Welfare Reform: Effects of a Decade of Change

Welfare Reform: Effects of a Decade of Change

Welfare Reform: Effects of a Decade of Change

Welfare Reform: Effects of a Decade of Change


During the 1990s the United States undertook the greatest social policy reform since the Social Security Act of 1935. In Welfare Reform: Effects of a Decade of Change, Jeffrey Grogger and Lynn Karoly assemble evidence from numerous studies, including nearly three dozen social experiments, to assess how welfare reform has affected behavior. To broaden our understanding of this wide-ranging policy reform, the authors evaluate the evidence in relation to an economic model of behavior. The evidence they collect reveals the trade-offs that policymakers face in achieving the conflicting goals of promoting work, reducing dependency, and alleviating need among the poor. Finally, the authors identify numerous areas where important gaps remain in our understanding of the effects of welfare reform.

The book will be a crucial resource for policy economists, social policy specialists, other professionals concerned with welfare policy, and students.


The Personal Responsibility and Work Opportunity Reconciliation Act (PRWORA) of 1996 fundamentally changed the cash welfare system in the United States. It eliminated the Aid to Families with Dependent Children (AFDC) program, replacing it with Temporary Assistance for Needy Families (TANF). It abolished the entitlement status of welfare, provided states with strong incentives to impose time limits, and tied funding levels to the states' success in moving welfare recipients into work.

By now much has been written about some of the apparent consequences of welfare reform. It is well known that caseloads plummeted during the 1990s and that employment rates of single mothers—the primary recipients of welfare in the United States—rose almost as fast. What remains controversial is how much of that transformation really stemmed from policy changes and how much resulted from other influences such as the boom economy of the late 1990s. We evaluate the evidence both on these questions and on other critical topics such as the effects of welfare reform on earnings, income, family structure, and the well-being of children.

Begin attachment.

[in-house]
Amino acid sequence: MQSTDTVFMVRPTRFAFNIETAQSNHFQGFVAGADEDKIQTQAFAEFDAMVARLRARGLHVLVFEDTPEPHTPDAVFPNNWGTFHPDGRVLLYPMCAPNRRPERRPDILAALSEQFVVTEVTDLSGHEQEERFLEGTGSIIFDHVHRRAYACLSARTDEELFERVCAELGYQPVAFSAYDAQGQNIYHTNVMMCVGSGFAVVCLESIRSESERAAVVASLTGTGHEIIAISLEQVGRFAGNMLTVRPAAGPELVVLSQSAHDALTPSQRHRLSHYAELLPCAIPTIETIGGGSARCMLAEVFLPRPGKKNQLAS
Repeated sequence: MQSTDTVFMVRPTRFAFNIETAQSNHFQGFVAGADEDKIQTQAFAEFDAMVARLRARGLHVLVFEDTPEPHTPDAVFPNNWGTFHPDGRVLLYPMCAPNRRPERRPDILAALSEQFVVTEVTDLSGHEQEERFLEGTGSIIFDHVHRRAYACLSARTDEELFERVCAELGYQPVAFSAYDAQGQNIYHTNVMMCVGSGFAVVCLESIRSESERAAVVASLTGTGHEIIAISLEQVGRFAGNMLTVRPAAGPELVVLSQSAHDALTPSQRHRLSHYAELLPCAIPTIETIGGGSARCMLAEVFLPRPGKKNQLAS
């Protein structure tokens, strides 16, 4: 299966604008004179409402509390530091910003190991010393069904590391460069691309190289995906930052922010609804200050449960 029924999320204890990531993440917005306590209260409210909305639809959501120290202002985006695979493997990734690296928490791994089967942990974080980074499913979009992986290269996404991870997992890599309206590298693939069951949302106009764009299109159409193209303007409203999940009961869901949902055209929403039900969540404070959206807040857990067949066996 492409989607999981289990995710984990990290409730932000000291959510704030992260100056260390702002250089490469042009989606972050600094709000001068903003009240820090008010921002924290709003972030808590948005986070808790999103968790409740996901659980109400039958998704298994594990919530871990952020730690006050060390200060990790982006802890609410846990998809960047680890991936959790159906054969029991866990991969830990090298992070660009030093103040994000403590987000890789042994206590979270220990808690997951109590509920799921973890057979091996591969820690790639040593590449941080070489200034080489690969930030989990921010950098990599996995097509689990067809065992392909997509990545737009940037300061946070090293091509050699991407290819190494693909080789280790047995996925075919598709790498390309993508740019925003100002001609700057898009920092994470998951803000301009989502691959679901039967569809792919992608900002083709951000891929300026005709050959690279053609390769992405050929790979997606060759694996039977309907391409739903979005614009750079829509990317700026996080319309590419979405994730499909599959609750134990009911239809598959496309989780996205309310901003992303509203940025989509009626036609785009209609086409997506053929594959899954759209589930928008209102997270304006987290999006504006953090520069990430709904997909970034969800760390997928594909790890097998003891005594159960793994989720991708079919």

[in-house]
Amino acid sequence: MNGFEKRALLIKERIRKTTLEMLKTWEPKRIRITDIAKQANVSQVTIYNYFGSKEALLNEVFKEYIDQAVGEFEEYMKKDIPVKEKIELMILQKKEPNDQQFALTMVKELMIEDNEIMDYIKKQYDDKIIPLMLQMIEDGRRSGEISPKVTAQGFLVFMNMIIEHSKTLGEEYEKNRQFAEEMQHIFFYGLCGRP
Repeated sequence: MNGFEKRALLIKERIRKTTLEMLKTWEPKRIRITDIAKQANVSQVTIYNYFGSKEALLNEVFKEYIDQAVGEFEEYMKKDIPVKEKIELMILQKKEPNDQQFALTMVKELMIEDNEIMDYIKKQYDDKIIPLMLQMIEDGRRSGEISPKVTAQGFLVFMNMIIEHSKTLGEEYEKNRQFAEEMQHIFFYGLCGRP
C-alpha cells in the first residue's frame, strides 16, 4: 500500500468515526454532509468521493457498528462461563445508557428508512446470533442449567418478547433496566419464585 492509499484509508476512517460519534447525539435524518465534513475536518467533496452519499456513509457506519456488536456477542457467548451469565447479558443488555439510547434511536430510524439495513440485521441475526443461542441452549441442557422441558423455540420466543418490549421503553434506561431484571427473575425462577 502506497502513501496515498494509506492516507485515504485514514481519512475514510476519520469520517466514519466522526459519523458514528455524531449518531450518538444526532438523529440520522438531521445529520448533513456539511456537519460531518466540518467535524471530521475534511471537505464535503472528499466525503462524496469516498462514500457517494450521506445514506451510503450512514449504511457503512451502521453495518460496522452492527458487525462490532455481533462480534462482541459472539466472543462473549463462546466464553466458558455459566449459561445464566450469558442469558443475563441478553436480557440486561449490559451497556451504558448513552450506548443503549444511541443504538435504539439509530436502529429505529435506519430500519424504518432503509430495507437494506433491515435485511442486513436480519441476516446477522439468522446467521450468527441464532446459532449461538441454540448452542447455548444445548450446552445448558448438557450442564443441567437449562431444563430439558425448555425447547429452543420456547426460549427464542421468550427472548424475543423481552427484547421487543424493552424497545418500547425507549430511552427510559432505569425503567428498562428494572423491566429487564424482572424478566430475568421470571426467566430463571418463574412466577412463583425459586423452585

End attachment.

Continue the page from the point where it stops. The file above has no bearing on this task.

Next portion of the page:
The initial impetus for our work came in 2000 when the U.S. Department of Health and Human Services (DHHS) asked the RAND Corporation to review all of the studies that analyzed the causal effects of welfare reform. In the course of that project we made two key realizations that eventually led to this book. The first was that the policy changes stemming from welfare reform greatly expanded our opportunities to understand how low-income families respond to economic incentives. Under AFDC, the main difference among the states' welfare programs was the basic level of generosity (that is, the size of the cash grant). Economic theory predicts that behavior should vary with the level of generosity, and a fair amount of research was directed toward testing that prediction. Under TANF, state welfare programs vary to a much greater degree. Differences in generosity remain, but they are now accompanied . . .

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